The beautiful senorita in a figure-hugging red dress, with her hair tied tightly appears. She takes up a striking pose and begins her dance. It is a high energy performance – she moves likes a tightly wound spring, exuding strength, passion and grace with the tapping of her feet and the movement of her hands and body across the tiny stage. Her dress moves likes waves of water around her, fluidly crisscrossing her swaying and tapping form. She seems angry almost, giving off vibrations of extreme emotions as she concludes her performance. Once again, the song and the guitar take a back seat as the dance takes over. Before we know it, there is a crescendo and the performance is done. The audience claps as the artists come in to take a bow, and a second one as the applause continues. And then there is silence as we step out into the narrow bustling lanes of the Santa Cruz quarter on a Saturday evening. The night is young, and so is everyone seated at the bars sipping sangria while waiters handout trays of tapas. The tourists take a look at the lit up cathedral in the night, the bells of the Giralda look down on the square benevolently. And I feel immersed in the history and spirit of Andalusia as I go to bed.

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Travelessence – Spain

spainI have a dream, a small wish really. To buy a world map. A large one. One that I can hang on a wall in my home. With little stickers, I want to mark the places I have visited. Red stickers for places I lived in – Bombay (before it became Mumbai), Washington DC, San Francisco, Hyderabad, Singapore. Green for places where I was a tourist – Rome, London, Sydney, Paris, Barcelona, Bali. Yellow for the ones that beckon – Turkey, Bhutan, Greece, New Zealand.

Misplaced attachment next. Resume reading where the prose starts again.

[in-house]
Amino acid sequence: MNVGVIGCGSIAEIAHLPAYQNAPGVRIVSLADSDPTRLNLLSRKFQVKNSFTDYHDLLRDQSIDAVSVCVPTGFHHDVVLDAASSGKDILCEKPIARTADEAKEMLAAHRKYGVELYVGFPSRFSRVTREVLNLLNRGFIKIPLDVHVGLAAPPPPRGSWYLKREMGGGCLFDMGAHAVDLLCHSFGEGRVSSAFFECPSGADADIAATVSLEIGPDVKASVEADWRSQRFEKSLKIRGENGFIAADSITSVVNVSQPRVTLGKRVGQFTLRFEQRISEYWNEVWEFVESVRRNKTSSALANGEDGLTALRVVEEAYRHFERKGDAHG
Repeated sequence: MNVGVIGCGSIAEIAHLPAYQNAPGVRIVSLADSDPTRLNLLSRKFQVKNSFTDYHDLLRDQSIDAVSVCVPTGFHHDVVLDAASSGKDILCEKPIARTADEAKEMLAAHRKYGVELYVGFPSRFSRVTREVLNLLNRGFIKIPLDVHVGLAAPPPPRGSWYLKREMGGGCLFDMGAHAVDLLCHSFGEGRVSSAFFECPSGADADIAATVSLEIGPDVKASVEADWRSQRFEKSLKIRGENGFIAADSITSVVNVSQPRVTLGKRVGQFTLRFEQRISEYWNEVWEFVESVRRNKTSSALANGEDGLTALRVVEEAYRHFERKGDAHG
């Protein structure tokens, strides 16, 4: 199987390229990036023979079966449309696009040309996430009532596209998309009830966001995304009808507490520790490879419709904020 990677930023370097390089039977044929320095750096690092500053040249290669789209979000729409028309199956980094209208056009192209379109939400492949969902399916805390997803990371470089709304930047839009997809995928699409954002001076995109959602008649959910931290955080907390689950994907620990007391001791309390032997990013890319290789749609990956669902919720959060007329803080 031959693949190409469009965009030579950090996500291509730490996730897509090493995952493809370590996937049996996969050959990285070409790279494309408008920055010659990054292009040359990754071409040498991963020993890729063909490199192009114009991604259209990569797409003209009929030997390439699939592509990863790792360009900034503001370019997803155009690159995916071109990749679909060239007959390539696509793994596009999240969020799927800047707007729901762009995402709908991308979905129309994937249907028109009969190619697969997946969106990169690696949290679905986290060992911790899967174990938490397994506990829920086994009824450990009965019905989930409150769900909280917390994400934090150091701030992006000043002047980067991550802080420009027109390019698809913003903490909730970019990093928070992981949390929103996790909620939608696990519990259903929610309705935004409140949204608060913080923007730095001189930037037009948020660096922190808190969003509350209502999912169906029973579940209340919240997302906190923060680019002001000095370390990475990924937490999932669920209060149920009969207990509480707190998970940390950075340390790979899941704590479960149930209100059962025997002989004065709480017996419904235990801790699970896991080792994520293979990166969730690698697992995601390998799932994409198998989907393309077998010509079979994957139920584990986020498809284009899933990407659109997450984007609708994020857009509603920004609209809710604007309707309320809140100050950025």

In this series, I would like to share with you, my thoughts on some of the places I have visited – exotic locations, religious pilgrimages, family holidays, business trips and outings with friends.

The first essay is one I wrote on a business trip cum holiday with my good friend, Anupama to Spain in 2012.

We were strolling along La Rambla, the most happening part of Barcelona, ice-cream cone in hand, passing shops selling souvenirs, juices and trinkets. We had arrived from Granada a few hours earlier. The large poster announcing a series of concerts at local basilicas displayed at a travel information kiosk caught our attention. A long list of performances were scheduled for the months of October and November at various spectacular locations within the city. There was only one that we could possibly attend, a Spanish guitar performance by Manuel Gonzalez that would begin in a couple of hours at a church that appeared to be located within walking distance of La Rambla. Did we have a list of places to see, things to do, eat, shop and admire in Barcelona? Of course we did. But the best experiences happen when there is a change in plan. We booked tickets for that evening’s performance.